22 February 2015

From Humiliation to Humility: Resting in the Gaze of God

[[Hi Sister Laurel, I was intrigued by something you said in your post on the Tree of Knowledge of Good and Evil, namely, that our senses of worthiness and unworthiness are not even present until after shame enters the picture. If that is so then what are we to make of all the writing in spirituality that stresses our unworthiness of God's love or the extensive literature on humility that associates it with the sense of being "nothing" or with practices of humiliation? A lot of this was written by saints and spiritually gifted people. Is your observation about worthiness and unworthiness based on the readings from Genesis alone or does it comes from other places too?]]

Several really great questions! Let me give them a shot and then perhaps you can help me follow up on them or clarify what I say with further questions, comments, and so forth. Because shame is such a central experience it truly stands at the center of sinful existence (the life of the false self) and is critical to understanding redeemed existence (the life of the true self). It colors the way we see all of reality and that means our spirituality as well. In fact, this way of seeing and relating to God lies at the heart of all religious thinking and behavior.

But the texts from Genesis tell us that this is not the way we are meant to see ourselves or reality. It is not the way we are meant to relate to God or to others. Instead, we are reminded that "originally" there was a kind of innocence where we knew ourselves ONLY as God himself sees us. We acted naturally in gratitude to and friendship with God. After the Fall human beings came to see themselves differently. It is the vision of estrangement and shame. This new way of seeing is the real blindness we hear of in the New Testament --- the blindness that causes us to lead one another into the pit without ever being aware we are doing so. Especially then, it is the blindness that allows religious leaders whose lives are often dominated by and lived in terms of categories like worthiness and unworthiness to do this.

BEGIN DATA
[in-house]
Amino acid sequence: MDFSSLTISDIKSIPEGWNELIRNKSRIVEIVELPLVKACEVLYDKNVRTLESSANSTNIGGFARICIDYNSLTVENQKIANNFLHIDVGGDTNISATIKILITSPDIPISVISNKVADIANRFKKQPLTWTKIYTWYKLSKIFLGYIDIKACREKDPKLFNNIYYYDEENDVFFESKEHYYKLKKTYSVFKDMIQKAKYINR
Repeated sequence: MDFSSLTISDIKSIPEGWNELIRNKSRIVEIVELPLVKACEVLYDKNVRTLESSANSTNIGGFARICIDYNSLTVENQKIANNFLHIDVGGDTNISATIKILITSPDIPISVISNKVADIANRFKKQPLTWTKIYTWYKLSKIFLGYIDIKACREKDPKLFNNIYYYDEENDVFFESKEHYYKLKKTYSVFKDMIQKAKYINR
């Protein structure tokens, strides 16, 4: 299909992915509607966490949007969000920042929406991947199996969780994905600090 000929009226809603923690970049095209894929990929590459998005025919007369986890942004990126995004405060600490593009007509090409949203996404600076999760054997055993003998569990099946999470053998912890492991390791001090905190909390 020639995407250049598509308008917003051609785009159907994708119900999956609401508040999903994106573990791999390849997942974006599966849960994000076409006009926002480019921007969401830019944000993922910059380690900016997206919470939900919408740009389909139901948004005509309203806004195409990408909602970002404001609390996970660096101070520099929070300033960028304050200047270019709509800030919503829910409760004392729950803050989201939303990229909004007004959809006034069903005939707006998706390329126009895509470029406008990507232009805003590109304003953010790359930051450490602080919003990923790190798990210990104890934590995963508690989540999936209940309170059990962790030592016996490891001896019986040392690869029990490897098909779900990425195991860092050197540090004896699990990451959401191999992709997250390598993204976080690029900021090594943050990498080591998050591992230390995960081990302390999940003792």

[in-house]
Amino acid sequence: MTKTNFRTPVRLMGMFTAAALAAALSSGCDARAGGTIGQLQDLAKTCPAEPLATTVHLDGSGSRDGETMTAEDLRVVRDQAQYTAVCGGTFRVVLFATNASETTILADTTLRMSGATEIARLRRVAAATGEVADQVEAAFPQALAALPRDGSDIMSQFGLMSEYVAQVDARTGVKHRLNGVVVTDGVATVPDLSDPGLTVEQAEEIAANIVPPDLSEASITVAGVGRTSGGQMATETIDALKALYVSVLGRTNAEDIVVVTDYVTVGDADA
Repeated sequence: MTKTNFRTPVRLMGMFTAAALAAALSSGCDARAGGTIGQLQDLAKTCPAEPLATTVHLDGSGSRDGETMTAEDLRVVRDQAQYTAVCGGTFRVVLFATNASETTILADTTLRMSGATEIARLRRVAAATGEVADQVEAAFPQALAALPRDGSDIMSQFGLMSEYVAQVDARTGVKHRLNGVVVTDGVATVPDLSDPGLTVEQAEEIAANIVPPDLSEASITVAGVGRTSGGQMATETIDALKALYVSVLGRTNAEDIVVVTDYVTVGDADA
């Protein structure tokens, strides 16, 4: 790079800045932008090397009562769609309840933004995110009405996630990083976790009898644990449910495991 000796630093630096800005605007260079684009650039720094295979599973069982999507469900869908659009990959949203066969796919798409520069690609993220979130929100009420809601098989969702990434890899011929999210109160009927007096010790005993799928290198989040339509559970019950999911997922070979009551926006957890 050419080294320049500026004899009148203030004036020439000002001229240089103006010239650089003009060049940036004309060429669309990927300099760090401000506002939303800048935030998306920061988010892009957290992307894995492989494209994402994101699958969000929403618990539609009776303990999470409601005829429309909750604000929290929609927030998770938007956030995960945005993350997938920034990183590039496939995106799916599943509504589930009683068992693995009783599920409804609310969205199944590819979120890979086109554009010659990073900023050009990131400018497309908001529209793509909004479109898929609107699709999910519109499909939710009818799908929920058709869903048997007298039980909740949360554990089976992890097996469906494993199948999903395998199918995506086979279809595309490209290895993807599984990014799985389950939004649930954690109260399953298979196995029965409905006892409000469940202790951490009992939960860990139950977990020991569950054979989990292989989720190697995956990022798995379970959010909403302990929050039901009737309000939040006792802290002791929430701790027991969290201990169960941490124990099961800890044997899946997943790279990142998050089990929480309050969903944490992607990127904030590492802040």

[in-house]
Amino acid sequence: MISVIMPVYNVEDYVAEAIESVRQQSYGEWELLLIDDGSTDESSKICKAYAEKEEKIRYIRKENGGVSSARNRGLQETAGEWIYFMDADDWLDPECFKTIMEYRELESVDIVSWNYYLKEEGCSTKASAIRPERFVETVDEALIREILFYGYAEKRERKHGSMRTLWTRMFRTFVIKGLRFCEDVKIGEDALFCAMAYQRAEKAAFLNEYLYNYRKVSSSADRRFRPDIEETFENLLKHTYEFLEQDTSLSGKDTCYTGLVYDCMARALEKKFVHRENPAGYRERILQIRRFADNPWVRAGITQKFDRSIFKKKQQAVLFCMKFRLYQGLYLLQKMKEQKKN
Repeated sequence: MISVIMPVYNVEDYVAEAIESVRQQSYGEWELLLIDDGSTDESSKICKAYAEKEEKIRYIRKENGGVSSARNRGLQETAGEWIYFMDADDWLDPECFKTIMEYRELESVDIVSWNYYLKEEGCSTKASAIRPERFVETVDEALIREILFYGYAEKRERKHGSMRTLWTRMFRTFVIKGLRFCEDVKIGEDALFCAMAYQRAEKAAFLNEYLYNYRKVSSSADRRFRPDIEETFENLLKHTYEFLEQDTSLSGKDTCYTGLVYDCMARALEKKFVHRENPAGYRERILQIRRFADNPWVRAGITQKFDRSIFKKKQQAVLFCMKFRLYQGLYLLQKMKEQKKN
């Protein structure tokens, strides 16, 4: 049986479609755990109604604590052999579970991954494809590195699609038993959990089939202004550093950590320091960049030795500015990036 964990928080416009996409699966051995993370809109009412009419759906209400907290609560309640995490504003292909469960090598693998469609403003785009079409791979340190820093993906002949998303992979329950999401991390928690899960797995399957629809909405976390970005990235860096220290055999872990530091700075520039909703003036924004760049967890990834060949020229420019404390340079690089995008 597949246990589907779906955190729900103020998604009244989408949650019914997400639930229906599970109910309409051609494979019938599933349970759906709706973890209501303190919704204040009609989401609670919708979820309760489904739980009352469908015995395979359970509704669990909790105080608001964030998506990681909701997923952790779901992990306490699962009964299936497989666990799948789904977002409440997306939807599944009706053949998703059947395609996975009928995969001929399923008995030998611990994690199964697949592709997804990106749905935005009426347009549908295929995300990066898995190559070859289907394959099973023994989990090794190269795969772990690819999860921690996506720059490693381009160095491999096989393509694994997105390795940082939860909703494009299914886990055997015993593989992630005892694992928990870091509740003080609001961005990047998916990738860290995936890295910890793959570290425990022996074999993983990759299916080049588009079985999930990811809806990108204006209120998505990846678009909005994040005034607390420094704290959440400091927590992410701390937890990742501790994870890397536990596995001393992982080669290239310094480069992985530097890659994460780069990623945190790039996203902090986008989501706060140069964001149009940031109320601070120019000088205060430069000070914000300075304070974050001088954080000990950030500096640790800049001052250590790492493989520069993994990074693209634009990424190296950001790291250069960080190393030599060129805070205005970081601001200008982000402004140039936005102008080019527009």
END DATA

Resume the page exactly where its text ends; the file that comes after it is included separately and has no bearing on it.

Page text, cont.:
Religious Language as Shame Based and Problematical

The language of worthiness and unworthiness has been enshrined in our religious language and praxis. This only makes sense, especially in cultures that find it difficult to deal with paradox. We are each of us sinners who have rejected God's gratuitous love. Doesn't this make us unworthy of it? In human terms which sees everything as either/or, yes, it does. This is also one of the significant ways we stress the fact that God's love is given as unmerited gift. But at the same time this language is theologically incoherent. It falls short when used to speak of our relationship with God precisely because it is the language associated with the state of sin. It causes us to ask the wrong questions (self-centered questions!) and, even worse, to answer them in terms of our own shame. We think, "surely a just God cannot simply disregard our sinfulness" and the conclusion we come to ordinarily plays Divine justice off against Divine mercy. We just can't easily think or speak of a justice which is done in mercy, a mercy which does justice. The same thing happens with God's love. Aware that we are sinners we think we must be unworthy of God's love --- forgetting that it is by loving that God does justice and sets all things right. At the same time we know God's love (or any authentic love!) is not something we are worthy of. Love is not earned or merited. It is a free gift, the very essence of grace.